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How to be assertive

It can be hard standing up for yourself, say authors Conrad and Suzanne Potts, but you can learn to be stronger

by Psychologies

Assertive

2 minute read

Assertive behaviour is when you make a stand for your rights in a way that does not violate another person’s rights, say the authors. Try these techniques:

Avoid I win/you lose. This world view assumes that we live in a hostile place and the way to survive is to be stronger – strike first; the best defence is attack.

Avoid I lose/you win. This world view assumes that your needs are not as important as those of others. You’re anxious about standing up for what you want and you assert yourself by making other people feel guilty or sorry for you.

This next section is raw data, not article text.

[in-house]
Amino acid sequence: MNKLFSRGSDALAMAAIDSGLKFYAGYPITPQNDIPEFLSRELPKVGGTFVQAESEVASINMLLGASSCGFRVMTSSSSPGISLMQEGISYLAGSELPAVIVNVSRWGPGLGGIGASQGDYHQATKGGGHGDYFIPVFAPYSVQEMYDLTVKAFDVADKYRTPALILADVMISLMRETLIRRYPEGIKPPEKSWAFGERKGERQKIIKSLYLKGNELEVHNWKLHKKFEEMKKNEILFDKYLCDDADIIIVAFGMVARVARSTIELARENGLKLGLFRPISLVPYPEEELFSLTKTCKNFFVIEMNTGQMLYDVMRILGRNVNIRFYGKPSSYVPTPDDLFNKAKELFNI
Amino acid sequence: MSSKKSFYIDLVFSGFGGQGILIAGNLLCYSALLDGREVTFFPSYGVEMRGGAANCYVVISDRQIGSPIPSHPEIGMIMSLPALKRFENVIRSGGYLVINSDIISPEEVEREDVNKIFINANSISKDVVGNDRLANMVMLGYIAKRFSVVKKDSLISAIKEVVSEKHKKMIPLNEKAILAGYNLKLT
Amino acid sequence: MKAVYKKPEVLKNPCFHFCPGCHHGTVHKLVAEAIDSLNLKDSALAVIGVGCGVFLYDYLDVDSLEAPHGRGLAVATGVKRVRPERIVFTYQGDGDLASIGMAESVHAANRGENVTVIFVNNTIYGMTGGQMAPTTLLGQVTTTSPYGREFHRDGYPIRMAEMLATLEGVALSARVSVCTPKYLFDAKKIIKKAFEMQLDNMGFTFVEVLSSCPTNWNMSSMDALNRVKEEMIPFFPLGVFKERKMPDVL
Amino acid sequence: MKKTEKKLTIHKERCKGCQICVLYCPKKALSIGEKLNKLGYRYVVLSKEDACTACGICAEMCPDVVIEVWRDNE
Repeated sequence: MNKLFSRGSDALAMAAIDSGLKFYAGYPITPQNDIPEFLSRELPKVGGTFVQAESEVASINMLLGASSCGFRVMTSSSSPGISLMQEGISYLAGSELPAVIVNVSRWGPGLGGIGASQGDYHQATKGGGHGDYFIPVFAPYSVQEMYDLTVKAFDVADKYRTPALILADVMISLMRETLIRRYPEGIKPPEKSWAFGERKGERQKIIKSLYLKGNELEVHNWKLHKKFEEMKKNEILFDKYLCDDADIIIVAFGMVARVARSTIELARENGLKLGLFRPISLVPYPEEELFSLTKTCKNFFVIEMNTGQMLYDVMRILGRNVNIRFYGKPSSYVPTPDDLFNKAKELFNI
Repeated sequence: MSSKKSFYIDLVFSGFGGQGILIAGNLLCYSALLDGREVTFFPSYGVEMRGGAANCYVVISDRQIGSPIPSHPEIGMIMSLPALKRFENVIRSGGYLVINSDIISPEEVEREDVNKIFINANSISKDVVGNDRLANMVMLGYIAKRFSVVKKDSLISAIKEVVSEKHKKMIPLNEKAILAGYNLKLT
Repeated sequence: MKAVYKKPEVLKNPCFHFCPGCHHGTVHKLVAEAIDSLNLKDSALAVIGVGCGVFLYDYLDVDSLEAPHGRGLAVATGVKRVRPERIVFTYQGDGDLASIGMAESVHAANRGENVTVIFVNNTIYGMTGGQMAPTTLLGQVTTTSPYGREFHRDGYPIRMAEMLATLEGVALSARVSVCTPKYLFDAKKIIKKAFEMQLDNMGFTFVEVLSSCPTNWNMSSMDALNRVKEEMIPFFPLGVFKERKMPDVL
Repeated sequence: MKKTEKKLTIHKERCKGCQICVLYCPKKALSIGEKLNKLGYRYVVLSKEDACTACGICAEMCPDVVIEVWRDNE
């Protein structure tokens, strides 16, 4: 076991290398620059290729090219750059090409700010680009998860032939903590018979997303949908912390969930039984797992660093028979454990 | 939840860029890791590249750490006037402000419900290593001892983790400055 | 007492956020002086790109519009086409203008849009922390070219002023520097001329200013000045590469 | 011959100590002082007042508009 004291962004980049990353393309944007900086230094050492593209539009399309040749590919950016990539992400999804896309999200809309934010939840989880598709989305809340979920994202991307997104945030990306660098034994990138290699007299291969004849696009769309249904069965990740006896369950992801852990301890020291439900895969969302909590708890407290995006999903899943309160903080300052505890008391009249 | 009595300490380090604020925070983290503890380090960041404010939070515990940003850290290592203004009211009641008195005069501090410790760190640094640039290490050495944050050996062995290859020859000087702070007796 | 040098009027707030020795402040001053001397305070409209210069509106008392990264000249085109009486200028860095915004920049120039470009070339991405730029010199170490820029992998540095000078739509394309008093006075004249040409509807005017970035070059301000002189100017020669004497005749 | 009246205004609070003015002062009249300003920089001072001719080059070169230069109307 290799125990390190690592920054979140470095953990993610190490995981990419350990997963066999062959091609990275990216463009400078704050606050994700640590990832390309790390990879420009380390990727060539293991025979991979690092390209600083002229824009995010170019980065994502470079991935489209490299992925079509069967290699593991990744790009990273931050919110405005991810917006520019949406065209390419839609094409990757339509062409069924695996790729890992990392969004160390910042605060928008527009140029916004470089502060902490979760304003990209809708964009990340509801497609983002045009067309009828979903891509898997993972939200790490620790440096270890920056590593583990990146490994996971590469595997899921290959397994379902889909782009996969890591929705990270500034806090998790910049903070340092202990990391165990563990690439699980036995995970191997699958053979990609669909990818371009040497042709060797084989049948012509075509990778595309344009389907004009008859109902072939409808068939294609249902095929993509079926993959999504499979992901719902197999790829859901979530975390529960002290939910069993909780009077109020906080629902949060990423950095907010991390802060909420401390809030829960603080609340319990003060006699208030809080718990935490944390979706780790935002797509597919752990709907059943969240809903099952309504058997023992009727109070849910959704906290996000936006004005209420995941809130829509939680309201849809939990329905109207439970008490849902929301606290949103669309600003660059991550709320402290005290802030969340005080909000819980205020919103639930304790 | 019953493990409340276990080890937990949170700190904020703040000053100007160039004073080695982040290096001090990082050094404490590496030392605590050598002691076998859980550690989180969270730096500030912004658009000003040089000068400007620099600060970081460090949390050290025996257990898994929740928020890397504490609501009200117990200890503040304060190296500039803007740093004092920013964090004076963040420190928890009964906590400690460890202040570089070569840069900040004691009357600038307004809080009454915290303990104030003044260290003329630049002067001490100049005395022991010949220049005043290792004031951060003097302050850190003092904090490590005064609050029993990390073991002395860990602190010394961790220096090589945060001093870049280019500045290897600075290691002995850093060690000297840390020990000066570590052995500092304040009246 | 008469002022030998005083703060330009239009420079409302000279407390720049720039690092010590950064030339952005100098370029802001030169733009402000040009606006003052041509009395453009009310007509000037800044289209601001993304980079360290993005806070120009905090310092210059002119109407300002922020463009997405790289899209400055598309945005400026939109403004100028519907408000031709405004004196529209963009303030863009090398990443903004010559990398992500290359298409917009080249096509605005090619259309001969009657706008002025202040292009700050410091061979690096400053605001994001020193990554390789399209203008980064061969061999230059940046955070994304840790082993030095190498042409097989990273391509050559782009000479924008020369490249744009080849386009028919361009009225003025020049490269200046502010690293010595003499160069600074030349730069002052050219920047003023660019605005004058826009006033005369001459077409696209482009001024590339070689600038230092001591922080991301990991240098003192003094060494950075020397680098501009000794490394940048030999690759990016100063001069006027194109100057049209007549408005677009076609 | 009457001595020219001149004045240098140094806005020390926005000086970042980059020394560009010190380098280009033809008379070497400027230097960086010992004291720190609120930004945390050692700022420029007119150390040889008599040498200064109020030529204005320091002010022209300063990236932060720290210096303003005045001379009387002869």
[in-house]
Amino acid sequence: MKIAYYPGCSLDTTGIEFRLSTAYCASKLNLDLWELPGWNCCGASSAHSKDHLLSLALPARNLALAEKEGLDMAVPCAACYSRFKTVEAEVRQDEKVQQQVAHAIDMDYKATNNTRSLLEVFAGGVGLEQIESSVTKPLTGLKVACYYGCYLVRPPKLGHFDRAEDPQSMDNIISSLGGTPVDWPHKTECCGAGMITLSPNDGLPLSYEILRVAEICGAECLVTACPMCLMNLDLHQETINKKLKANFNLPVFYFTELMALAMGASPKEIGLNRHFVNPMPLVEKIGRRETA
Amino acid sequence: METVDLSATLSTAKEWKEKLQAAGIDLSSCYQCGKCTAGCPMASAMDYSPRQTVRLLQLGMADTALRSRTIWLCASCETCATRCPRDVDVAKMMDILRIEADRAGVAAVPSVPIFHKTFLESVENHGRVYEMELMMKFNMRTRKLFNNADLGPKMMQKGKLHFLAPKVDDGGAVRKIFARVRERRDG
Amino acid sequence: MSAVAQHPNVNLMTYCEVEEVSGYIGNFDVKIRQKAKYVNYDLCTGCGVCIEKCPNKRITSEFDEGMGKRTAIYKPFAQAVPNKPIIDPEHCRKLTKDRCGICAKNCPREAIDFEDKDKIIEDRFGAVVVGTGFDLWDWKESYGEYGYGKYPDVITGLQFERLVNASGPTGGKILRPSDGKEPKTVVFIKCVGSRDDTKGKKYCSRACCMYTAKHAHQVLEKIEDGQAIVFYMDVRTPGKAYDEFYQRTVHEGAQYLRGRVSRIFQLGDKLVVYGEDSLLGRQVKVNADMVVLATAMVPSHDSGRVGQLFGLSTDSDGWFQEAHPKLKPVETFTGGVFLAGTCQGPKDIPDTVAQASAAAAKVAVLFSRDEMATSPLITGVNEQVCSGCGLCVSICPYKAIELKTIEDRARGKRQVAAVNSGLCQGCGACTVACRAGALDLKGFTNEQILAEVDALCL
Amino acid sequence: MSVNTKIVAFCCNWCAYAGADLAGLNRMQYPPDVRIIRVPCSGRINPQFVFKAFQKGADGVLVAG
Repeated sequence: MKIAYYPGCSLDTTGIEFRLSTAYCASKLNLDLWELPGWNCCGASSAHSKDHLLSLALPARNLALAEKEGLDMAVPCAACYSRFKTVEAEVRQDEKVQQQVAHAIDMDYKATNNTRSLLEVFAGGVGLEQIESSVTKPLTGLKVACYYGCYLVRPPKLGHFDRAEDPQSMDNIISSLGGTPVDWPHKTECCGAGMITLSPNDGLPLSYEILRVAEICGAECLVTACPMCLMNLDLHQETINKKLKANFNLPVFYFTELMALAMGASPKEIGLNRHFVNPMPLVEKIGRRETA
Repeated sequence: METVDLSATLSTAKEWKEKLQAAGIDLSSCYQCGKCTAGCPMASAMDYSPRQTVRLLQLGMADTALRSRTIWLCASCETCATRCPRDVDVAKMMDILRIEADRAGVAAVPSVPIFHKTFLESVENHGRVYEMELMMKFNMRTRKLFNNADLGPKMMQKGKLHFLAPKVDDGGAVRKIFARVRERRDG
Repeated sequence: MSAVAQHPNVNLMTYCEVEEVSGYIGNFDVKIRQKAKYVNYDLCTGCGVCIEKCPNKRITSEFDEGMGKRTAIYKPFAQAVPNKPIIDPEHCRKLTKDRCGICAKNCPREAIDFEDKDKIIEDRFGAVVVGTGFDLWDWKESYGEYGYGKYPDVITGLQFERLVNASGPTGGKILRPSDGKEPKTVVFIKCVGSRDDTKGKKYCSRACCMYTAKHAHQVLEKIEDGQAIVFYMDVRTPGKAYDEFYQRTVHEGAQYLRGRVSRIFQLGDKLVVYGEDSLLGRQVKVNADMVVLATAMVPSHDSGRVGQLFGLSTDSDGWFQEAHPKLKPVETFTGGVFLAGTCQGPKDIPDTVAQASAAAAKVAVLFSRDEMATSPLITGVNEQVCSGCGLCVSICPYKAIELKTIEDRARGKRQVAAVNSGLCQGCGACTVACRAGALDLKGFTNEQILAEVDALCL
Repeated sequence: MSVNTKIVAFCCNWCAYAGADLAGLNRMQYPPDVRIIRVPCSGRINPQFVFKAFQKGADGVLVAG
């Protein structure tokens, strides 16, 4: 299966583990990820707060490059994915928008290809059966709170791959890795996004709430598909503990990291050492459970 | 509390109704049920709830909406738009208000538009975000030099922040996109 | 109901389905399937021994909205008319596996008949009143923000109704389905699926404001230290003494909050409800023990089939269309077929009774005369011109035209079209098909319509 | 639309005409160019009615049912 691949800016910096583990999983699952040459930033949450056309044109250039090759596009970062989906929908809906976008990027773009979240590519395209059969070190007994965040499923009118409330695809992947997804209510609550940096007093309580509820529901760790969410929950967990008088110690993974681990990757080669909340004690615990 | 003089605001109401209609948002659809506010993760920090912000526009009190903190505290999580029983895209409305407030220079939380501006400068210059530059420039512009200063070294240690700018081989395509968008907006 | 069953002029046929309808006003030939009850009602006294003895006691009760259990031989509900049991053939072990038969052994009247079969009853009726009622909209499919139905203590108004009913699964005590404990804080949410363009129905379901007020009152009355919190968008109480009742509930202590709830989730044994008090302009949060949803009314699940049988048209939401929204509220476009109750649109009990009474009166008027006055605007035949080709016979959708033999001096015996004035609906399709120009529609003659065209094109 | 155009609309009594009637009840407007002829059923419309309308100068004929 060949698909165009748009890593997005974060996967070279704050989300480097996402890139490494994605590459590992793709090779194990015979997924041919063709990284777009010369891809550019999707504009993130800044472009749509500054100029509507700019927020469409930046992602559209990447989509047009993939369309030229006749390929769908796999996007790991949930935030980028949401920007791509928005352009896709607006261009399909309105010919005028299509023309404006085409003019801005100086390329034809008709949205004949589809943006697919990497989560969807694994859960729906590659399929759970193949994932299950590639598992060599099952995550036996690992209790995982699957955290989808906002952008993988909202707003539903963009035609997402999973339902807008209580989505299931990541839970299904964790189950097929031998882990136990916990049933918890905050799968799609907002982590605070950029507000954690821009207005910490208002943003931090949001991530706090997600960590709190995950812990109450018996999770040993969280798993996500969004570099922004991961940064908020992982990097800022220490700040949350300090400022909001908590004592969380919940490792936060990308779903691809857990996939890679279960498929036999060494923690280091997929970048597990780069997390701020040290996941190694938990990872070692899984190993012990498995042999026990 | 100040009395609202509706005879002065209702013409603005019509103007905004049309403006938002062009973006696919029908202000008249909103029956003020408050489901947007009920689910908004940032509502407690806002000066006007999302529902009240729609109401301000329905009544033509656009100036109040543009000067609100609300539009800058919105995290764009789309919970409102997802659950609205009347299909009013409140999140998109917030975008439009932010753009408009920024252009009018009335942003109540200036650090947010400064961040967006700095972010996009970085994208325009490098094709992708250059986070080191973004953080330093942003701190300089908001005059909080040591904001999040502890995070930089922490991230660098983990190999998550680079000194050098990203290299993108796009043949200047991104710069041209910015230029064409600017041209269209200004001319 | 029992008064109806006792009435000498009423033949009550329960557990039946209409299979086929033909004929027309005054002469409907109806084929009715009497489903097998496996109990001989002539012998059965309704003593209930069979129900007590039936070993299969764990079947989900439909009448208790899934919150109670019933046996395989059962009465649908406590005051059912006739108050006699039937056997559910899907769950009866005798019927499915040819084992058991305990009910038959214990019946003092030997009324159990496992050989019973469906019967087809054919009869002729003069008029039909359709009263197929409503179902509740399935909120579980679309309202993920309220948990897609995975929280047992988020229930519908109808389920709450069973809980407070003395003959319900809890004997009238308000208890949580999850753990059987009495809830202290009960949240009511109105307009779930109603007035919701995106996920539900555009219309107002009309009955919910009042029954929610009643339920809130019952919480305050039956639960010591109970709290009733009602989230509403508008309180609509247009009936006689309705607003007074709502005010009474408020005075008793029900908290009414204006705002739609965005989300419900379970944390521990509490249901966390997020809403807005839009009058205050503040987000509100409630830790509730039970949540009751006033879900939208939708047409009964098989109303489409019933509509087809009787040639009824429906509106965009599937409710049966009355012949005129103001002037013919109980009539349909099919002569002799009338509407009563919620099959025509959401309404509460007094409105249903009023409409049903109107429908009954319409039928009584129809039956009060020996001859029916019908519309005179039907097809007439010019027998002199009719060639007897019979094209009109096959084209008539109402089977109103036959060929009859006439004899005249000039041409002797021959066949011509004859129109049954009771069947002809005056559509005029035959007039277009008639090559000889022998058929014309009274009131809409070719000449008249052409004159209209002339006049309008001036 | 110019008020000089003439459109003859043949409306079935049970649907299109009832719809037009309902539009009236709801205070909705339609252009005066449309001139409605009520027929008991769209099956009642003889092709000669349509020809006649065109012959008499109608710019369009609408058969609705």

Adopt I win/you win. This world view assumes that your rights are equally as important as others. You’re responsible for your own behaviour and its consequences.

How to get your point across:

  • Own your ideas, views and feelings: ‘This is how I see the situation…’
  • State what you want: ‘What I would prefer is…’
  • Focus on behaviour and facts versus opinions. ‘When I saw you do...’
  • Distinguish opinion from fact: ‘In my view…’
  • Be clear: ‘I don’t have a preference what we do…’
  • Ask open questions that invite others to give their views.
  • Focus on what can be done: ‘I know it must be difficult, but we can take that into consideration…’

‘Assertiveness: How To Be Strong In Every Situation’ by Conrad and Suzanne Potts (Capstone, £10.99)

Image: Getty

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